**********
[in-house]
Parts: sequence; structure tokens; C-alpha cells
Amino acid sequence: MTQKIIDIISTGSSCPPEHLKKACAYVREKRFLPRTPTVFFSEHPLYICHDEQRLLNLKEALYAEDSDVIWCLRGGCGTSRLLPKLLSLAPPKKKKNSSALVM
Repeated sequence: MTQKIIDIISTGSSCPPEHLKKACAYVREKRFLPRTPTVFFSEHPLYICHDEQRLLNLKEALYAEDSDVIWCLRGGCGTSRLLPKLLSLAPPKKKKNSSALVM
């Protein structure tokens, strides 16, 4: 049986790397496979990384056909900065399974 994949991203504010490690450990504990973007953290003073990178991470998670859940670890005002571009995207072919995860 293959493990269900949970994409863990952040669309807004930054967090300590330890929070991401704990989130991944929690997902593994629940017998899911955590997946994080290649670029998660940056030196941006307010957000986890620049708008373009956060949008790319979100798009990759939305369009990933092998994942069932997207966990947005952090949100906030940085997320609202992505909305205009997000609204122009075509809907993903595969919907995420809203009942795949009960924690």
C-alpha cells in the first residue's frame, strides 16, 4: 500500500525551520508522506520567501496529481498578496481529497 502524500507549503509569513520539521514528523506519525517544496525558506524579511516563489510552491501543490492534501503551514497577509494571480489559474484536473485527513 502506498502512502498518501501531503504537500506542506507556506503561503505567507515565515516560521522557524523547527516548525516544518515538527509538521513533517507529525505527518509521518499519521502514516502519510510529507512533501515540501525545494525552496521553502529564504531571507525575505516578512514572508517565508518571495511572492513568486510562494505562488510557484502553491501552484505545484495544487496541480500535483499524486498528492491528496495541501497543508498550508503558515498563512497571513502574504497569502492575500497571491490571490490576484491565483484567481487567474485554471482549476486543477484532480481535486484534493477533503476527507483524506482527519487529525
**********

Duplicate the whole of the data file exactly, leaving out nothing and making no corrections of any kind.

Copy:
[in-house]
Parts: sequence; structure tokens; C-alpha cells
Amino acid sequence: MTQKIIDIISTGSSCPPEHLKKACAYVREKRFLPRTPTVFFSEHPLYICHDEQRLLNLKEALYAEDSDVIWCLRGGCGTSRLLPKLLSLAPPKKKKNSSALVM
Repeated sequence: MTQKIIDIISTGSSCPPEHLKKACAYVREKRFLPRTPTVFFSEHPLYICHDEQRLLNLKEALYAEDSDVIWCLRGGCGTSRLLPKLLSLAPPKKKKNSSALVM
């Protein structure tokens, strides 16, 4: 049986790397496979990384056909900065399974 994949991203504010490690450990504990973007953290003073990178991470998670859940670890005002571009995207072919995860 293959493990269900949970994409863990952040669309807004930054967090300590330890929070991401704990989130991944929690997902593994629940017998899911955590997946994080290649670029998660940056030196941006307010957000986890620049708008373009956060949008790319979100798009990759939305369009990933092998994942069932997207966990947005952090949100906030940085997320609202992505909305205009997000609204122009075509809907993903595969919907995420809203009942795949009960924690």
C-alpha cells in the first residue's frame, strides 16, 4: 500500500525551520508522506520567501496529481498578496481529497 502524500507549503509569513520539521514528523506519525517544496525558506524579511516563489510552491501543490492534501503551514497577509494571480489559474484536473485527513 502506498502512502498518501501531503504537500506542506507556506503561503505567507515565515516560521522557524523547527516548525516544518515538527509538521513533517507529525505527518509521518499519521502514516502519510510529507512533501515540501525545494525552496521553502529564504531571507525575505516578512514572508517565508518571495511572492513568486510562494505562488510557484502553491501552484505545484495544487496541480500535483499524486498528492491528496495541501497543508498550508503558515498563512497571513502574504497569502492575500497571491490571490490576484491565483484567481487567474485554471482549476486543477484532480481535486484534493477533503476527507483524506482527519487529525